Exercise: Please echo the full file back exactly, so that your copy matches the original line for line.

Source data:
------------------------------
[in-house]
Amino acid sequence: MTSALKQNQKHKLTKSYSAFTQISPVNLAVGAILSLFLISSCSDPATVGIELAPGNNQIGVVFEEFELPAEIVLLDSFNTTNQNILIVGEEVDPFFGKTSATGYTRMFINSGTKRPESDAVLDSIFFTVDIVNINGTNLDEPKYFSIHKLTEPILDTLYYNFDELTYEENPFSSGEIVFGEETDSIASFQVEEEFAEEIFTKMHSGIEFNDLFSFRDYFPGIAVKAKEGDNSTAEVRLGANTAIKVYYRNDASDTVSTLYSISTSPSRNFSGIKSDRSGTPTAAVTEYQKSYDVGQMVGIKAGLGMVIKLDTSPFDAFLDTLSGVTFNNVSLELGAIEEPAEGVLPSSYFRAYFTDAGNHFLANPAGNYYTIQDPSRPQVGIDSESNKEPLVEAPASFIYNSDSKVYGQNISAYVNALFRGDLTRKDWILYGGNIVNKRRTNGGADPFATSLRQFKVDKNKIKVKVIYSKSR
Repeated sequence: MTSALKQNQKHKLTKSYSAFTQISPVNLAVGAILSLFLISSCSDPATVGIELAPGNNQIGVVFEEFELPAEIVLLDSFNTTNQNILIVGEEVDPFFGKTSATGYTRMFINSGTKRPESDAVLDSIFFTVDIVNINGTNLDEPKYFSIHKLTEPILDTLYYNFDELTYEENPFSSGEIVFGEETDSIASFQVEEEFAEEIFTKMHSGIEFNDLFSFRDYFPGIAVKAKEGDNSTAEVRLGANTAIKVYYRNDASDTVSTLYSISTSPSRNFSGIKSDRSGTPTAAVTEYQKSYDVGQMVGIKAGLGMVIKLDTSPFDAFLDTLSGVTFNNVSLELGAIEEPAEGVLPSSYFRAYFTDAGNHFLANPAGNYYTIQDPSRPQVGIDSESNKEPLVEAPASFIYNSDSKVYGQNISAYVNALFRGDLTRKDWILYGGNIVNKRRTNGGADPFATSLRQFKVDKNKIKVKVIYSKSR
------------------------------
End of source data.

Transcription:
[in-house]
Amino acid sequence: MTSALKQNQKHKLTKSYSAFTQISPVNLAVGAILSLFLISSCSDPATVGIELAPGNNQIGVVFEEFELPAEIVLLDSFNTTNQNILIVGEEVDPFFGKTSATGYTRMFINSGTKRPESDAVLDSIFFTVDIVNINGTNLDEPKYFSIHKLTEPILDTLYYNFDELTYEENPFSSGEIVFGEETDSIASFQVEEEFAEEIFTKMHSGIEFNDLFSFRDYFPGIAVKAKEGDNSTAEVRLGANTAIKVYYRNDASDTVSTLYSISTSPSRNFSGIKSDRSGTPTAAVTEYQKSYDVGQMVGIKAGLGMVIKLDTSPFDAFLDTLSGVTFNNVSLELGAIEEPAEGVLPSSYFRAYFTDAGNHFLANPAGNYYTIQDPSRPQVGIDSESNKEPLVEAPASFIYNSDSKVYGQNISAYVNALFRGDLTRKDWILYGGNIVNKRRTNGGADPFATSLRQFKVDKNKIKVKVIYSKSR
Repeated sequence: MTSALKQNQKHKLTKSYSAFTQISPVNLAVGAILSLFLISSCSDPATVGIELAPGNNQIGVVFEEFELPAEIVLLDSFNTTNQNILIVGEEVDPFFGKTSATGYTRMFINSGTKRPESDAVLDSIFFTVDIVNINGTNLDEPKYFSIHKLTEPILDTLYYNFDELTYEENPFSSGEIVFGEETDSIASFQVEEEFAEEIFTKMHSGIEFNDLFSFRDYFPGIAVKAKEGDNSTAEVRLGANTAIKVYYRNDASDTVSTLYSISTSPSRNFSGIKSDRSGTPTAAVTEYQKSYDVGQMVGIKAGLGMVIKLDTSPFDAFLDTLSGVTFNNVSLELGAIEEPAEGVLPSSYFRAYFTDAGNHFLANPAGNYYTIQDPSRPQVGIDSESNKEPLVEAPASFIYNSDSKVYGQNISAYVNALFRGDLTRKDWILYGGNIVNKRRTNGGADPFATSLRQFKVDKNKIKVKVIYSKSR